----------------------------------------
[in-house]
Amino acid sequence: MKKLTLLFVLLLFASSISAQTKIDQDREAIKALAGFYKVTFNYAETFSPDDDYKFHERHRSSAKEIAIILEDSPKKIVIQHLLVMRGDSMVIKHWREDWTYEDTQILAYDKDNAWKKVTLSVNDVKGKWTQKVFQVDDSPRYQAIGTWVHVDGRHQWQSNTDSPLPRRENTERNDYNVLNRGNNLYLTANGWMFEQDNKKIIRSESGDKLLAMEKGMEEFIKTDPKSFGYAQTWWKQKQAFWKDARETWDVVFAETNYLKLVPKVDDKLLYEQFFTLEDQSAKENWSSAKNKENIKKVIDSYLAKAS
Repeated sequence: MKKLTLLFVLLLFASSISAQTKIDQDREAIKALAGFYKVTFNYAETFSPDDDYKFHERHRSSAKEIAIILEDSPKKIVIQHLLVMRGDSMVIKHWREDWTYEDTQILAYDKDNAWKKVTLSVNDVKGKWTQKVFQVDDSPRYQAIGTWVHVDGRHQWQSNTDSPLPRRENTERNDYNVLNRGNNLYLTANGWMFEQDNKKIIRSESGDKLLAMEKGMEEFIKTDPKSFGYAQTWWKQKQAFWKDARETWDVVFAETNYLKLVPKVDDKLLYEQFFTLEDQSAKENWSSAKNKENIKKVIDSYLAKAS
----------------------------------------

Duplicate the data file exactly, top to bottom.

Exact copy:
[in-house]
Amino acid sequence: MKKLTLLFVLLLFASSISAQTKIDQDREAIKALAGFYKVTFNYAETFSPDDDYKFHERHRSSAKEIAIILEDSPKKIVIQHLLVMRGDSMVIKHWREDWTYEDTQILAYDKDNAWKKVTLSVNDVKGKWTQKVFQVDDSPRYQAIGTWVHVDGRHQWQSNTDSPLPRRENTERNDYNVLNRGNNLYLTANGWMFEQDNKKIIRSESGDKLLAMEKGMEEFIKTDPKSFGYAQTWWKQKQAFWKDARETWDVVFAETNYLKLVPKVDDKLLYEQFFTLEDQSAKENWSSAKNKENIKKVIDSYLAKAS
Repeated sequence: MKKLTLLFVLLLFASSISAQTKIDQDREAIKALAGFYKVTFNYAETFSPDDDYKFHERHRSSAKEIAIILEDSPKKIVIQHLLVMRGDSMVIKHWREDWTYEDTQILAYDKDNAWKKVTLSVNDVKGKWTQKVFQVDDSPRYQAIGTWVHVDGRHQWQSNTDSPLPRRENTERNDYNVLNRGNNLYLTANGWMFEQDNKKIIRSESGDKLLAMEKGMEEFIKTDPKSFGYAQTWWKQKQAFWKDARETWDVVFAETNYLKLVPKVDDKLLYEQFFTLEDQSAKENWSSAKNKENIKKVIDSYLAKAS